Improvement of Time

Philip Lindsley (1786-1855) was a minister and educator who served as acting president of the College of New Jersey (Princeton), 1822-1824; and as the first president of the University of Nashville, Tennessee (1824-1850). 

His Works in three volumes (comprising of Educational Discourses, Sermons and Religious Discourses, and Miscellaneous Discourses and Essays) are filled with much wisdom and piety on topics that include (in Vol. 2 alone) Sabbath-keeping, self-examination, the necessity of a learned ministry, the pastoral office, evangelical repentance, and more. 

Towards the end of 1822, Lindsley gave two discourses at the chapel of the College of New Jersey on the subject of the improvement of time. These discourses were delivered just after a student had passed away the previous month (whose eulogy was given by Archibald Alexander), and another, the previous February, which were rare events at the College. 

Lindsley took occasion to encourage his students on the first Sabbath of December, 1822, on the basis of Psalm 90:12 ("So teach us to number our days, that we may apply our hearts unto wisdom"), to consider the brevity of life, and the need for sobriety and industry, and to be content to "use the world, but abuse it not." He also reminded them to remember to seek first the kingdom of God, and that this life is preparation for the next.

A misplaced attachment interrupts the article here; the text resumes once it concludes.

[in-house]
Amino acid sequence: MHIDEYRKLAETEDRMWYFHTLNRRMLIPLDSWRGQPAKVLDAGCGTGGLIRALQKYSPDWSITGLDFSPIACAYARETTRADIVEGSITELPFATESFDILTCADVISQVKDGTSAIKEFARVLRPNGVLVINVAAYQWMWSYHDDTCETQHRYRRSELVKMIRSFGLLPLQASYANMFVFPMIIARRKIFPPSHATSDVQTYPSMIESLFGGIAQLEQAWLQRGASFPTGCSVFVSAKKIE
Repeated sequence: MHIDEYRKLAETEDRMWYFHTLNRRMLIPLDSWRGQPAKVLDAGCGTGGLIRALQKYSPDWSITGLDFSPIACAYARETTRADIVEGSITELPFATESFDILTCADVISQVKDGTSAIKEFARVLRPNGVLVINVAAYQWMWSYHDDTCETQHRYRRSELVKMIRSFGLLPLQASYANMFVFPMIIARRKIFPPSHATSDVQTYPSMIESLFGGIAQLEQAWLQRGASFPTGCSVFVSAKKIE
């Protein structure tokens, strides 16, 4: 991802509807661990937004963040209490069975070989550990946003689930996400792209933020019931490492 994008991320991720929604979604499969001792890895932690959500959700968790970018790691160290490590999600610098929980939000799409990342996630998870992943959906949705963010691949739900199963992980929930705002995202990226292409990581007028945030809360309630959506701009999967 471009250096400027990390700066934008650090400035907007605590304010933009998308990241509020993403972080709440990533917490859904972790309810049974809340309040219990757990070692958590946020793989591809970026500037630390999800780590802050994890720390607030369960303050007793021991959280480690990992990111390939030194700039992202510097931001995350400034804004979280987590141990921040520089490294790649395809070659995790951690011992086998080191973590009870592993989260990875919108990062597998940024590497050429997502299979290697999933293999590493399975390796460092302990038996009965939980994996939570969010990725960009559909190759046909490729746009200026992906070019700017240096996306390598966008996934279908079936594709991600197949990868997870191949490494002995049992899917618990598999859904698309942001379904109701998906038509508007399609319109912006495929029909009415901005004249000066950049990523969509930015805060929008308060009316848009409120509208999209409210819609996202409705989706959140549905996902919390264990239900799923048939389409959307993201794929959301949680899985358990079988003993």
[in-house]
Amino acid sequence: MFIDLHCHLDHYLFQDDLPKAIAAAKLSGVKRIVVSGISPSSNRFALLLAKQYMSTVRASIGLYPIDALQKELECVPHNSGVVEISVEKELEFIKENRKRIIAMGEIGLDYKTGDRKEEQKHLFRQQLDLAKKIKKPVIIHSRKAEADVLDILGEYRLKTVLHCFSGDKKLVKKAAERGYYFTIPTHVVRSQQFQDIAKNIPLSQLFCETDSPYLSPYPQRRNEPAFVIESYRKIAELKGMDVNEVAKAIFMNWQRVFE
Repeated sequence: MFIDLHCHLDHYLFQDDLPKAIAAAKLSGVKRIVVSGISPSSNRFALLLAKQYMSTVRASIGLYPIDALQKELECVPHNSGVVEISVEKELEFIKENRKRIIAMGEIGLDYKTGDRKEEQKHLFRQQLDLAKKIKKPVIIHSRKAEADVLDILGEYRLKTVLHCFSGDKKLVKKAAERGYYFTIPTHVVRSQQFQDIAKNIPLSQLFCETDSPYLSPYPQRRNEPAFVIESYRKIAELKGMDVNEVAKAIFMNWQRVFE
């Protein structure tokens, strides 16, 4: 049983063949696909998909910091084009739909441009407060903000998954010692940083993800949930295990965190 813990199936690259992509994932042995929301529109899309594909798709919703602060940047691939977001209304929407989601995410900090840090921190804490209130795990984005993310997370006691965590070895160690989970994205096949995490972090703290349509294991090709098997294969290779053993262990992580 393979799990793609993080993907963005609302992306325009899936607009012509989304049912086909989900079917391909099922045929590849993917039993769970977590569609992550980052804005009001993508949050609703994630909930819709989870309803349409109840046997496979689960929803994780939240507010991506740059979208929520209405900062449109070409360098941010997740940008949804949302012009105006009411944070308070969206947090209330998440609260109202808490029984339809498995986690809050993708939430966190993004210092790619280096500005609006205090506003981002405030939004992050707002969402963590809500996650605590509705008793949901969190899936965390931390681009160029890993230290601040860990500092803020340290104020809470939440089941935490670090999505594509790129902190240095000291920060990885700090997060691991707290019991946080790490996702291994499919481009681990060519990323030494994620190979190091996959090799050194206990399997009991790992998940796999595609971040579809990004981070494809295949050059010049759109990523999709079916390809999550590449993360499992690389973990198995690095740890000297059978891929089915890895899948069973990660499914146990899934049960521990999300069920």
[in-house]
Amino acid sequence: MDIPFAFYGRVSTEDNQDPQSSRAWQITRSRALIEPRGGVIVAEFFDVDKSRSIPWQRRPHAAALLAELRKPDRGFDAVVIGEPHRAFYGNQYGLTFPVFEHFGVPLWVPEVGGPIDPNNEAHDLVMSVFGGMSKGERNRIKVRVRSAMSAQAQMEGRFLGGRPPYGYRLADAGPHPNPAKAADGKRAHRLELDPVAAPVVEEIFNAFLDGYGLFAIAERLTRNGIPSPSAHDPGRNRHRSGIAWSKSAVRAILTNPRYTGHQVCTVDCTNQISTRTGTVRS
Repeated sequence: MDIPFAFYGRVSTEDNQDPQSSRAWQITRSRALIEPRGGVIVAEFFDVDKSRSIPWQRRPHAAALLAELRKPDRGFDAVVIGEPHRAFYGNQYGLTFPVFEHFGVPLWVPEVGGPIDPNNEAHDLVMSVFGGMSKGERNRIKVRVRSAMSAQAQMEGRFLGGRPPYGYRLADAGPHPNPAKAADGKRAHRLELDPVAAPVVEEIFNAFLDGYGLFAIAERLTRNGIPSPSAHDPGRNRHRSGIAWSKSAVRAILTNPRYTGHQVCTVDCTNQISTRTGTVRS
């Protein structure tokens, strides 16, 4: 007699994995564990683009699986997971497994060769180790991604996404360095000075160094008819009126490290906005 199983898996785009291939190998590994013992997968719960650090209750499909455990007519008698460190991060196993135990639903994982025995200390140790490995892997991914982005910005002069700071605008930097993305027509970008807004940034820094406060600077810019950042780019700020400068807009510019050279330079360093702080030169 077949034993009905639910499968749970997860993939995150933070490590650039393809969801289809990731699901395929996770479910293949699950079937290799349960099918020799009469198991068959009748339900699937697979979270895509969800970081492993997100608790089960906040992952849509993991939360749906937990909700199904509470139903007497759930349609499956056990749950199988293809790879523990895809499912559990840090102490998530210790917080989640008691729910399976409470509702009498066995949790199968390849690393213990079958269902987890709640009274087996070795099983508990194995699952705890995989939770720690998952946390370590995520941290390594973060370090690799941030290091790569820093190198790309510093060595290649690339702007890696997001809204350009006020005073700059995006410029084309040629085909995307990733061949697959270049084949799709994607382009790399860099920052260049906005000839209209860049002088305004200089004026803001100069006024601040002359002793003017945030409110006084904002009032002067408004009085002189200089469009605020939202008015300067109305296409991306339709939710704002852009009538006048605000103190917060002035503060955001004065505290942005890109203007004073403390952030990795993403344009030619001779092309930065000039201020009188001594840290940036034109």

His next discourse, given on the last Sabbath of December, 1822, and taken from Eph. 5:16 ("Redeeming the time"), reminded his students of the value of time - once lost, it is not to be found again, an appropriate theme for the end of one year and the beginning of another. The opposite of redeeming the time is wasting time. This he warned his hearers against, and preached equally to himself: "We have all erred in this matter. There is not an individual in this house; —there is not a child of Adam on earth who has not abused time. Nay more, there is not a day in which the best of men, when they review, at evening, their conduct during the day, do not find abundant cause of humiliation and repentance before God for their unfruitfulness, their sloth, or their forgetfulness of Him who has solemnly charged them to occupy till he come." 

He then proceeded to direct his students on how to improve the time given to them - in a word, or two, to make religion the "every-day work" of the Christian. Also, to acquire knowledge in the service of God. As students, this was their present business. To them, he said: "Time is the talent committed to you to improve to the very utmost of your ability, according to the opportunities and advantages enjoyed." While giving general guidance about how to study aright, he pointed his hearers first and foremost to the study of the Bible, the class book of the College, and "the richest treasure ever bestowed by heaven on man. The Bible — inestimable, inexhaustible fountain of truth, and wisdom, and purity, and consolation!" There is a lesson here for all of us that is timeless, but requires us to take time to heed it.